Anti-gay protesters hold religious banners amid heavy police presence and during a Pride march in Belgrade, Serbia, Saturday, Sept. 9, 2023. Source: AP Photo/Marko Drobnjakovic, File

Church Authorities in Greece Slap Religious Ban on Local Politicians Who Backed Same-Sex Marriage


Backlash from the Orthodox Church of Greece against a landmark law allowing same-sex civil marriage intensified Tuesday, with a regional bishopric imposing a religious ban on two local lawmakers who backed the reform.

Church authorities on the northwestern island of Corfu accused the two opposition lawmakers of committing "the deepest spiritual and moral error" in voting for the law, which was approved with cross-party support on Feb. 15.

Greece was the first Orthodox Christian country to legalize same-sex marriage. The socially conservative Church of Greece had strongly and volubly opposed the reform proposed by Prime Minister Kyriakos Mitsotakis ' center-right government, preaching against it and pressuring lawmakers to reject it.

"For us, these two (local) lawmakers cannot consider themselves active members of the Church," a statement from the bishopric of Corfu said Tuesday.

It added that they should be excluded from the key Christian rite of communion, abstain from any Church events and not be accorded formal honors by Church functionaries at official events or parish gatherings.

"We exhort them to repent for their impropriety," the statement added.

The bishopric proceeded to commend another local lawmaker from Mitsotakis' governing New Democracy party for voting against the law.

"That is the kind of politician, irrespective of other convictions, that we need in our country," it said.

The Corfu bishopric's statement followed a similar move last month from Church officials in Piraeus, the port of Athens, targeting local lawmakers who voted to legalize same-sex marriage.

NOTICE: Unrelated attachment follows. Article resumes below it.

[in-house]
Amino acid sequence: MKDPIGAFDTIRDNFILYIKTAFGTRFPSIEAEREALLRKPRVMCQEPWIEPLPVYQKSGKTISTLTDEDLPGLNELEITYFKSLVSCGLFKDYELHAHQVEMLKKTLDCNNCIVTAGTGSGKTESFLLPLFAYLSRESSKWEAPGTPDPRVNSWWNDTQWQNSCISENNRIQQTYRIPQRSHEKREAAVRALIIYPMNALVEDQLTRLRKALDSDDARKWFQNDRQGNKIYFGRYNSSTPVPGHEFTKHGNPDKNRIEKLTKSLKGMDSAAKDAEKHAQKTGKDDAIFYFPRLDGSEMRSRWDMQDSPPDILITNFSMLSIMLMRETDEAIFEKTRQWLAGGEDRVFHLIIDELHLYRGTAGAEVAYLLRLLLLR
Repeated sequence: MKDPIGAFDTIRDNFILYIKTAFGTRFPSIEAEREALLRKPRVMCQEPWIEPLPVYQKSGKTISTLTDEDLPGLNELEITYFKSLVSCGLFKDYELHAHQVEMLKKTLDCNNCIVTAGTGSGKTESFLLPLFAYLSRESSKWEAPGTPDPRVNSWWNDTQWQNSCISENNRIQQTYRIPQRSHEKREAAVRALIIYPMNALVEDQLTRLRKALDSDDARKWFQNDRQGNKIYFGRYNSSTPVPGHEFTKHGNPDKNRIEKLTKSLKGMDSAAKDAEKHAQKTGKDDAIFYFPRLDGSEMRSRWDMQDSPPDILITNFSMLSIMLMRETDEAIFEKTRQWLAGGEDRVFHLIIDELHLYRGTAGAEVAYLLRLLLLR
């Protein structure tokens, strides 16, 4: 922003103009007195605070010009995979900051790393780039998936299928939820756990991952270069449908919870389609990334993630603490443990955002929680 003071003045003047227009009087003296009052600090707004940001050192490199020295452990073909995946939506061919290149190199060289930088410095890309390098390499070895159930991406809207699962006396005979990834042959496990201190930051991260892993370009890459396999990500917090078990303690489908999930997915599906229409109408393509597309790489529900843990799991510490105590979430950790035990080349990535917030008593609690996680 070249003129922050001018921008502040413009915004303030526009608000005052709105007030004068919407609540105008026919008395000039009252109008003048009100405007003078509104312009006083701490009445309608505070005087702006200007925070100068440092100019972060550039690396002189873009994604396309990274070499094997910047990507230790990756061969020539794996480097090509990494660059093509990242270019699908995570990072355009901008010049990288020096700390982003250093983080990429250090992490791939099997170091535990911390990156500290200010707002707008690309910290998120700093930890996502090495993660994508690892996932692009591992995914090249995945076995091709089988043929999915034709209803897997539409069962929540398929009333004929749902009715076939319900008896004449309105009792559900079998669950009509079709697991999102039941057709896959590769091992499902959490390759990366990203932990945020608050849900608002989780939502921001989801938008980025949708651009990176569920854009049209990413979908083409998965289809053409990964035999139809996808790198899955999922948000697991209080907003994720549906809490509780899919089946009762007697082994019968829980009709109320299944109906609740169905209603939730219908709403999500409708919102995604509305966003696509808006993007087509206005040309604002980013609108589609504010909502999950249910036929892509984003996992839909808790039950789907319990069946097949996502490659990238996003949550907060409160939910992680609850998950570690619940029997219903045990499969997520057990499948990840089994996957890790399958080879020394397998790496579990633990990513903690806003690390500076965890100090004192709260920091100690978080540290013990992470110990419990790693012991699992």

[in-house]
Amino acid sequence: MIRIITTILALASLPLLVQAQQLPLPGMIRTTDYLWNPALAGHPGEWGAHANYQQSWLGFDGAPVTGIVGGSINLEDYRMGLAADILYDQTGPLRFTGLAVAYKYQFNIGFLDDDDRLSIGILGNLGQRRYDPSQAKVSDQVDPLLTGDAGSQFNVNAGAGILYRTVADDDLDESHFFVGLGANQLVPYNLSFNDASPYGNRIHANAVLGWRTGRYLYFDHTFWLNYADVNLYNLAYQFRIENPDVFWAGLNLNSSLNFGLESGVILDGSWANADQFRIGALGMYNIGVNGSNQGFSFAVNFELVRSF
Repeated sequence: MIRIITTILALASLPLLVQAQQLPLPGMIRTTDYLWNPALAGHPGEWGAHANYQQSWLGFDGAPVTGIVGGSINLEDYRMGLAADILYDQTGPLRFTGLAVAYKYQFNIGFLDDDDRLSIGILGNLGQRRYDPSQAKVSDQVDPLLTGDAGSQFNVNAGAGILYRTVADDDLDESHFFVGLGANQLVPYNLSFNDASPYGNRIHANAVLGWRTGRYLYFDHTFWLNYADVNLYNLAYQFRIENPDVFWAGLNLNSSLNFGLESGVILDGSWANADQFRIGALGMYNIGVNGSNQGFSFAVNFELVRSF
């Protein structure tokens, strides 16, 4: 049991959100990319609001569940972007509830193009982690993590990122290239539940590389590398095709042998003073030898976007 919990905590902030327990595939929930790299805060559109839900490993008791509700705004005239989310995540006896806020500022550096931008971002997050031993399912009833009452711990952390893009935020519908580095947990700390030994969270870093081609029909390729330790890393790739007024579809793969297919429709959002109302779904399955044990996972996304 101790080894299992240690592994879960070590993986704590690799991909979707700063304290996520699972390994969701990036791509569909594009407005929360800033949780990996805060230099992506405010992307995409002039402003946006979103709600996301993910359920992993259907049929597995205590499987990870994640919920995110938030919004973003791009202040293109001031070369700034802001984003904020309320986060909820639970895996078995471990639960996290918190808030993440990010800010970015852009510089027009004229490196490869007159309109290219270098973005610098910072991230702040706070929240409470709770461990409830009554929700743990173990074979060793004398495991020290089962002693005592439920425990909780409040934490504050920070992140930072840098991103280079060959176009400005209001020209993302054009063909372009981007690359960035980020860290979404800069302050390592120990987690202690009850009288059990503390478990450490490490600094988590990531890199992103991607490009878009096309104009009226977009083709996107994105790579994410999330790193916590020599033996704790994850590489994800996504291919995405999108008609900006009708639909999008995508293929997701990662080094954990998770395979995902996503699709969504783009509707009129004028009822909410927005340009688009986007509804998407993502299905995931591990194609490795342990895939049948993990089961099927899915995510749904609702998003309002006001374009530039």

The left-wing PASOK party, one of whose lawmakers was targeted Tuesday, said the Corfu bishopric's decision was "unacceptable."

Beyond legalizing marriage, the law also confered full parental rights on married same-sex partners with children. But it precluded gay couples from parenthood through surrogate mothers in Greece – an option currently available to women who can't have children for health reasons.

It was approved despite opposition from a minority of lawmakers from New Democracy's right wing, who either voted against it abstained from the ballot – as did several left-wing opposition lawmakers.

Prime Minister Mitsotakis personally championed the reform, which was backed by a narrow majority of the population, according to opinion polls.

Greek media reported that the first same-sex wedding under the new law was held over the weekend in southern Athens.

Church officials focus their criticism on the law's implications for traditional family values. They have also argued that potential legal challenges could lead to a future extension of surrogacy rights to gay couples.

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